Possible ways to narrow scope:
- location: focus on general career coaching for people in Israel who are not yet set on a cert... (read more)
I read your Overview and several of the other materials and feel there is a lack of examples. Your idea seems large and abstract, and even after reading a bunch of your materials, I don't feel that I really understand what your career guidance is -- or especially what it isn't.
The only hook I have to compare this to is 80000 Hours, and the comparison you seem to be pointing at is "80k but for more kinds of people". Instinctively, this feels too broad: 80k is presumably doing well in part because they chose to focus instead of do everything. To help with this, it might make sense to answer strategic questions like: if you were to merge with 80k, would it be better or worse for the world? why did 80k choose their focus one way, and why are you choosing differently? What sorts of impact can you make that 80k will never be able to achieve?
In your Principles doc, you write about "Agnosticism", and say:
Could you say a bit about how broad a set of cause areas you expect to cover/mention, and how you'll make those decisions? E.g., might you also discuss things like psychedelics (arguably a subset of mental health), anti-aging, and macroeconomic policy? (I don... (read more)
I'm excited about more efficient matching between people who want career advice and people who are not-maximally-qualified to give it, but can still give aid nonetheless. For example, when planning my career, I often find it helpful to talk to other students making similar decisions, even though they're more "more qualified" than me. I suspect that other students/people feel similarly and one doesn't need to be a career coach to be helpful.
The advice I would most want that I haven’t gotten from 80000 Hours’ existing literature is a general strategy for pursuing an impactful career subject to the constraint of not leaving the city I live in. Maybe there is no useful generic advice to give on that question and it entirely depends on which city. But if that’s not the case, then maybe your experience giving career advice within Israel could lead to better guidance than 80K, who seem to have an implicit assumption that of course you’d be willing to move to SF or London if you want an impactful career.
This seems really interesting. I really like how clear, concise, and well-structured the linked docs are. And I like how thoughtfully you're approaching this and the potential risks involved, and how you're actively seeking feedback both from some key individuals and from the community at large.
I'll split my various questions and bits of feedback into separate comments, to help responses and discussion remain organised/easy-to-follow :)
There's one potential risk that occurs to me and that I think wasn't addressed in the linked docs: A career org that (1) was very broad in its focus, and/or very accepting of different views, but (2) still funnelled people into EA, could potentially erode some of the focus or good distinctive elements of the EA community as a whole in a way that reduces our impact. By being relatively broad, Probably Good might risk causing some degree of that sort of "erosion".
(Note that I'm not saying this is likely, or that it would outweigh the positive impacts of Probably Good - just raising it as something worth thinking about.)
To illustrate by taking it to an extreme, if 9 out of 10 people one met in the EA community (e.g., at EA events, in Forum discussions) were more like the average current non-EA than the average current EA, it would be a loss less obvious why there's an EA community at all, and probably more likely that the community would just dissolve into the broader world, or that more distinctive sub-communities would splinter off. It would also be harder and less motivating to coordinate, find ideas relevant to my interests and plans, get useful feedback from the community, etc... (read more)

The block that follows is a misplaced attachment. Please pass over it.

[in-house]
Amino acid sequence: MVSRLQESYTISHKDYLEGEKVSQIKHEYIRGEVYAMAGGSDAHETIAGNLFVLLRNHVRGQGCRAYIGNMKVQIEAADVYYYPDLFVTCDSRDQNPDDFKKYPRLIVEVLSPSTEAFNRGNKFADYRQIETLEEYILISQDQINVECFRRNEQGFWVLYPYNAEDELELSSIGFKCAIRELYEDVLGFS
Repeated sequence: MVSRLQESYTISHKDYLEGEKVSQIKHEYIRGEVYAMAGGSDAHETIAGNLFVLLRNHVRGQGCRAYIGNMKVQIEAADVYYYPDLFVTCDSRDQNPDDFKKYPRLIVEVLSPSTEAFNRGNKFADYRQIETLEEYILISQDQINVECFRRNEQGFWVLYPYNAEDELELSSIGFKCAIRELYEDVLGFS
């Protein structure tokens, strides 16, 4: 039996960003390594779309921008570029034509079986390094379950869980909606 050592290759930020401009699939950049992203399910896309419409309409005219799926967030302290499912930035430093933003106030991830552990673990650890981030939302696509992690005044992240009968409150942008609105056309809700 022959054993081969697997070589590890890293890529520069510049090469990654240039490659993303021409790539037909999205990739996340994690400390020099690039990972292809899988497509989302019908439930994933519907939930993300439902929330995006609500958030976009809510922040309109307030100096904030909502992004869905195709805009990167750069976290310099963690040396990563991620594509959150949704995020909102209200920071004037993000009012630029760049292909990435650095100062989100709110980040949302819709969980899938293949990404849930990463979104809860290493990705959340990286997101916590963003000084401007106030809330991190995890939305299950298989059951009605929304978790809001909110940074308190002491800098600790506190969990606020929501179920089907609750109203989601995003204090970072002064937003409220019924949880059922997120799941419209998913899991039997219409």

Very excited to see what comes of this!
The thing that caught my eye is the one-on-one career advice. I suppose I'm probably not the only one who submitted an application for a one-on-one session with 80,000 Hours a long time ago only to not yet have been contacted. It's understandable that given their popularity it might take them a long time to get to me or I don't meet their criteria for high-fit in one of their topic areas, so your extension of this service would be appreciated, especially for someone like me who is new to the EA space but eager to get more involved.
An analogy (U.S.-ba... (read more)
Sounds like a great attempt to fill a very salient gap! We will be discussing your project at the EA Auckland meetup tomorrow night (Tuesday 6.30pm utc+13). Let me know if you have any interest in zooming into chat.
Really excited that you are doing this!
Meta-level comment: Many of the shared google docs were not commentable - would it make sense to make the comment-friendly? I personally would find it easier to leave feedback that way.
To what extent do you expect to 'accept' people's preferred cause areas versus introduce people to ideas that may help them make the most informed decision on what cause area they should focus on.
For example, if someone comes to you and says "I want to work on global health" will you say "that's great here's our advice on that cause area" or might you say "that's great although just to check have you engaged with the EA literature on cause areas and understand why some people don't prioritise global health e.g. due to cluelessness on the expected impacts o... (read more)
I would personally be excited about a filtering tool similar to the 80000 Hours job-board, that lets you filter resources for background, cause area, role type, etc. (E.g. "If your background is in economics, and you are particularly interested in animal welfare, we would recommend the following resources" )
I would distinguish the different concreteness levels of career advice/career-relevant information, maybe like this:
1. Genera... (read more)
In the Impact doc, you write:
This seems to me like an overstatement?
These people could get guidance from e.g. local EA groups, talking to people from EA orgs focused on these areas (e.g., at online EA conferences), or finding other EAs or non-EAs who work in these areas and talking to them (e.g., h... (read more)
In your Short-term Plans doc, you write:... (read more)